Footer?

Discussion in 'HTML' started by Cerebral Believer, Mar 25, 2006.

  1. Hi all,

    I would like to know how to get two rows of text links to appear at the
    bottom of a page. Generally I have been using <div> tags with the id
    attribute and CSS to place blocks of text, tables and images where I want
    them to be, but this has got me a little stuck. My HTML code is:

    <div id="footer" class="footer">
    Home | About | Essays | Discussions | Member Area | Links & Resources |
    Contact<p>
    Text Only | Alternative Versions | Accessibility | Site Map | Help</div>

    My CSS code is:

    div#footer {
    position : absolute;
    left : 132.00pt;
    bottom : 0pt;
    width : 465.00pt;
    align : center;
    z-index : 2;
    }

    Problem is, that the text (lets call it the footer) I am controlling appears
    over the top of some other text (actually text in a table) rather than right
    at the bottom of the page vertically beneath the table. Also if I resize my
    browser window, the "footer" also moves in relation to the bottom of the
    browser window rather than staying in a fixed position at the bottom of my
    page. The two rows of text I am trying to place at the bottom of my page
    even occur as the last two lines of code in my HTML right before the </body>
    and </html> tags. So what am I doing wrong here?

    Regards,
    C.B.
     
    Cerebral Believer, Mar 25, 2006
    #1
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  2. Cerebral Believer

    Neredbojias Guest

    With neither quill nor qualm, Cerebral Believer quothed:

    > Hi all,
    >
    > I would like to know how to get two rows of text links to appear at the
    > bottom of a page. Generally I have been using <div> tags with the id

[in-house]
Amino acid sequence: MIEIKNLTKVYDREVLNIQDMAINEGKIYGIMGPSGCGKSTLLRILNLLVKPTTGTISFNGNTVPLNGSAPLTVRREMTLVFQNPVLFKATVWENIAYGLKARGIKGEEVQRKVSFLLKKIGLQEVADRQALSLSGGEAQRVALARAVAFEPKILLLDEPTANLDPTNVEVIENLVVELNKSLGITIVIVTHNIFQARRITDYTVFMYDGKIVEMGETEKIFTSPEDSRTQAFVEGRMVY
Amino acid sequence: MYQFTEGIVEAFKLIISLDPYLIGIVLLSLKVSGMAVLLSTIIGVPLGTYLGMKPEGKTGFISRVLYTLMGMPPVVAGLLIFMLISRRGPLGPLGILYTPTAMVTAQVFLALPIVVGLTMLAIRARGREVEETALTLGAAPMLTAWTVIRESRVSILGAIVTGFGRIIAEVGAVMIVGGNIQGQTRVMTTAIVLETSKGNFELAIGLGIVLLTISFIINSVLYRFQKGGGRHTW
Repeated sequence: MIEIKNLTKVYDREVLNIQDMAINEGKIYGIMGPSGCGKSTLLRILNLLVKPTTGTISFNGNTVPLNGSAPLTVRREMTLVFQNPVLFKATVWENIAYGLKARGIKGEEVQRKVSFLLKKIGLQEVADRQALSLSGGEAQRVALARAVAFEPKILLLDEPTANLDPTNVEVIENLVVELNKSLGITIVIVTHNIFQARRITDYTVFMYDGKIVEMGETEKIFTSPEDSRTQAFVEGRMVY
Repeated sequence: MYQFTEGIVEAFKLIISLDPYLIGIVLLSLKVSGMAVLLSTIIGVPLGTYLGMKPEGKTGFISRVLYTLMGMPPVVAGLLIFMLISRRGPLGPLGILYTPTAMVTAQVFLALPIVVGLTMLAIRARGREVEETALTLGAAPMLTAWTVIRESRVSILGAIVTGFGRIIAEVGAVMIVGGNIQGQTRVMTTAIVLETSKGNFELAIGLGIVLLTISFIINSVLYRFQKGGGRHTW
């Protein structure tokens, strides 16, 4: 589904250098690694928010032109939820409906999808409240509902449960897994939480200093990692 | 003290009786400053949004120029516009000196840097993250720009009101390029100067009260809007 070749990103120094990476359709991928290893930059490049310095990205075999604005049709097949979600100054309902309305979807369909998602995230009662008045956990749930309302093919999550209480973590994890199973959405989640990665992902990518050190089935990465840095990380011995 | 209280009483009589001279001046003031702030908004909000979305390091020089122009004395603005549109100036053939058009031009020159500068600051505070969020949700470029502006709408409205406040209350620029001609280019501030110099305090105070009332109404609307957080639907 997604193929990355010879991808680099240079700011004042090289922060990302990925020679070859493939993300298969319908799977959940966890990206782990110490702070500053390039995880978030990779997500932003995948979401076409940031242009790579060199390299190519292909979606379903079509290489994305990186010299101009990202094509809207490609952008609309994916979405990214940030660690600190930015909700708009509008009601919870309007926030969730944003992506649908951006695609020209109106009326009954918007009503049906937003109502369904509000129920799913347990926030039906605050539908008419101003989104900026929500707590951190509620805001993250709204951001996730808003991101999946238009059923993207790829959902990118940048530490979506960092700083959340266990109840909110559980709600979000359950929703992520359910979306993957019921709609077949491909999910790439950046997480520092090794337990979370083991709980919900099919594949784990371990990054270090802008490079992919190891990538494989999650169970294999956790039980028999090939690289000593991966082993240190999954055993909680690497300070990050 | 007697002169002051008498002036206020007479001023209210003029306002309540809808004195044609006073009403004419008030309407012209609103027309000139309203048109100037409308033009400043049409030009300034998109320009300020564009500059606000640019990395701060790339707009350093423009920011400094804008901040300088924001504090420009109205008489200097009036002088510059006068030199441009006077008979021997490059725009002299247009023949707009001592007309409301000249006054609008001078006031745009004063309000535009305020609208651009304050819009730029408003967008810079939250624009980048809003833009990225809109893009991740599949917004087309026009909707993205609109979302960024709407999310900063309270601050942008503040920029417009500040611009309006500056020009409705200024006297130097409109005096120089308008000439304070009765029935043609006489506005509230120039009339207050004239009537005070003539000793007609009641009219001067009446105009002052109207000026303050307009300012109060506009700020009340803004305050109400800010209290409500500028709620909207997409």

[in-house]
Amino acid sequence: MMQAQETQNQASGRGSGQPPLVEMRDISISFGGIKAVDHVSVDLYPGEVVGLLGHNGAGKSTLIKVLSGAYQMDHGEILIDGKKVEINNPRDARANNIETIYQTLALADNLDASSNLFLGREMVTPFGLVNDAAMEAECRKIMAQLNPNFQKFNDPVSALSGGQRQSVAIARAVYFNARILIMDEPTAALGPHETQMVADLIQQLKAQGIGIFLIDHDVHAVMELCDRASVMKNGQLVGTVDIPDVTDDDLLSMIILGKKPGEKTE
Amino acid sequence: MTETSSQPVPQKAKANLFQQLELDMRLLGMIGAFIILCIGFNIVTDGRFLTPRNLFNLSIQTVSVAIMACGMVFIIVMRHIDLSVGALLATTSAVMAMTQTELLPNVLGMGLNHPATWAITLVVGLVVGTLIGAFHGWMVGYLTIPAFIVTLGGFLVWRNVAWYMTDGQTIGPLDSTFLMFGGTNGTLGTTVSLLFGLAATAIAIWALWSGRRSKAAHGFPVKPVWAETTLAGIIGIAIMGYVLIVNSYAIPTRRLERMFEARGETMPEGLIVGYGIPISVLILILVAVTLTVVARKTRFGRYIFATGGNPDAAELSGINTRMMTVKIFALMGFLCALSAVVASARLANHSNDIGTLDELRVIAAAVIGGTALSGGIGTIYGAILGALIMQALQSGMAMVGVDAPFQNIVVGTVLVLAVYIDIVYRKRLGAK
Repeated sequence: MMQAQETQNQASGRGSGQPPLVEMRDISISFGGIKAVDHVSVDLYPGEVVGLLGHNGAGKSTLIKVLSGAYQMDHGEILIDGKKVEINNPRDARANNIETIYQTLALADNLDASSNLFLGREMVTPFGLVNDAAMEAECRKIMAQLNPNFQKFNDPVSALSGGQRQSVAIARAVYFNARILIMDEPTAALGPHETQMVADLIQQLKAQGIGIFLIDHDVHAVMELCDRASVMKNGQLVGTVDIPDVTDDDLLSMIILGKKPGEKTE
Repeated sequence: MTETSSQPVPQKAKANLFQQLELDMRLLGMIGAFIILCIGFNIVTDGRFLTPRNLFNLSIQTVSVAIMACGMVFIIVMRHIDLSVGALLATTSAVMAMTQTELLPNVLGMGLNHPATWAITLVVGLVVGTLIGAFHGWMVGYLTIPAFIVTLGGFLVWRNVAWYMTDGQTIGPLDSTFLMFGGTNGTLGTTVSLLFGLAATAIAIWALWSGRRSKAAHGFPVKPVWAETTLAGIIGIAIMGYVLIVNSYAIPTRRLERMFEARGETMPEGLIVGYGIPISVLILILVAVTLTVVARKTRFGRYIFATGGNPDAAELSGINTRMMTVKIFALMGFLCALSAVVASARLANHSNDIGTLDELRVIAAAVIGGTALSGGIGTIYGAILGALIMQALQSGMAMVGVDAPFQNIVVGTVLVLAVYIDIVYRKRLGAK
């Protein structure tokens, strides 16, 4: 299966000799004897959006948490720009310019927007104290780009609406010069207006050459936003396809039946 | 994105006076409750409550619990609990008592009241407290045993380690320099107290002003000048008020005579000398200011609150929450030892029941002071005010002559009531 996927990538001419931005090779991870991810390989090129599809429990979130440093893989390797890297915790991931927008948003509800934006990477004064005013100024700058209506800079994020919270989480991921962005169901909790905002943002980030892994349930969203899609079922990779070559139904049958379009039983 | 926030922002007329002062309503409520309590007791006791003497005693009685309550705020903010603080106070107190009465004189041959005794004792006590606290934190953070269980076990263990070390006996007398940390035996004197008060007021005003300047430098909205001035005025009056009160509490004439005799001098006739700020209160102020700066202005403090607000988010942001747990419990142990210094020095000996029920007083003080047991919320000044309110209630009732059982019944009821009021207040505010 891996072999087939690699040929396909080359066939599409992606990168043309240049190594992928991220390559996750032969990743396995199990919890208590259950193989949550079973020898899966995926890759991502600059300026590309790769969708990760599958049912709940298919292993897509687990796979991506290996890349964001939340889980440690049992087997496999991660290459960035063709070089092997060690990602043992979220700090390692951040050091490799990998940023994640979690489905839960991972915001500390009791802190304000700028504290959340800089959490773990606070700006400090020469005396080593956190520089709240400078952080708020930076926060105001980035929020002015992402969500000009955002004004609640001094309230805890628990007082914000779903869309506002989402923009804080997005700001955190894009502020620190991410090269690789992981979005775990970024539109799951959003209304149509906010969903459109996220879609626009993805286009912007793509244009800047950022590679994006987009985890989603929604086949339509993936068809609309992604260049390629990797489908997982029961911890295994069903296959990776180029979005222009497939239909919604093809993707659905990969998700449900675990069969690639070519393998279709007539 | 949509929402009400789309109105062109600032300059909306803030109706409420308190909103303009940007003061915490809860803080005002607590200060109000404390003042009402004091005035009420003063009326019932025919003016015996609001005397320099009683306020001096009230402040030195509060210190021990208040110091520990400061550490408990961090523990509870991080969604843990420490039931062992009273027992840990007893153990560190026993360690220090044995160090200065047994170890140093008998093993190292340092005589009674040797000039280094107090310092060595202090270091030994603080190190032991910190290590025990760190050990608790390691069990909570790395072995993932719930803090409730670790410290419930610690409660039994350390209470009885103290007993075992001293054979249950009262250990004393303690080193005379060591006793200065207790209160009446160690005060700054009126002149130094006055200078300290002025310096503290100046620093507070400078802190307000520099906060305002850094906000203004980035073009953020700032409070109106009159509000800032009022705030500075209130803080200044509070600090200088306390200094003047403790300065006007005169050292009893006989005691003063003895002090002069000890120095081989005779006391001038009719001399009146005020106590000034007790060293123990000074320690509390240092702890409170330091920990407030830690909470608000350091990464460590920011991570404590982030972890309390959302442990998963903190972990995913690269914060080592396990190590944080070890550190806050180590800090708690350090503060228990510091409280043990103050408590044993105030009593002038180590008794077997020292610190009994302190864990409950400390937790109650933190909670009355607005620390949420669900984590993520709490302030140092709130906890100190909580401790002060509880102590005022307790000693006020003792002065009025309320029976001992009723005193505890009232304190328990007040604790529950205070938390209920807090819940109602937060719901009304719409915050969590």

> attribute and CSS to place blocks of text, tables and images where I want
    > them to be, but this has got me a little stuck. My HTML code is:
    >
    > <div id="footer" class="footer">
    > Home | About | Essays | Discussions | Member Area | Links & Resources |
    > Contact<p>
    > Text Only | Alternative Versions | Accessibility | Site Map | Help</div>
    >
    > My CSS code is:
    >
    > div#footer {
    > position : absolute;
    > left : 132.00pt;
    > bottom : 0pt;
    > width : 465.00pt;
    > align : center;
    > z-index : 2;
    > }
    >
    > Problem is, that the text (lets call it the footer) I am controlling appears
    > over the top of some other text (actually text in a table) rather than right
    > at the bottom of the page vertically beneath the table. Also if I resize my
    > browser window, the "footer" also moves in relation to the bottom of the
    > browser window rather than staying in a fixed position at the bottom of my
    > page. The two rows of text I am trying to place at the bottom of my page
    > even occur as the last two lines of code in my HTML right before the </body>
    > and </html> tags. So what am I doing wrong here?


    It sounds like you want the "footer" _either_ at the bottom of the page
    or at the bottom of the viewport, whichever is "lower". If you simply
    want it at the bottom of the page, don't position it.

    --
    Neredbojias
    Contrary to popular belief, it is believable.
     
    Neredbojias, Mar 25, 2006
    #2
    1. Advertising

  3. Cerebral Believer

    Toby Inkster Guest

    Cerebral Believer wrote:

    > So what am I doing wrong here?


    1. You're using absolute positioning. (There are only a very few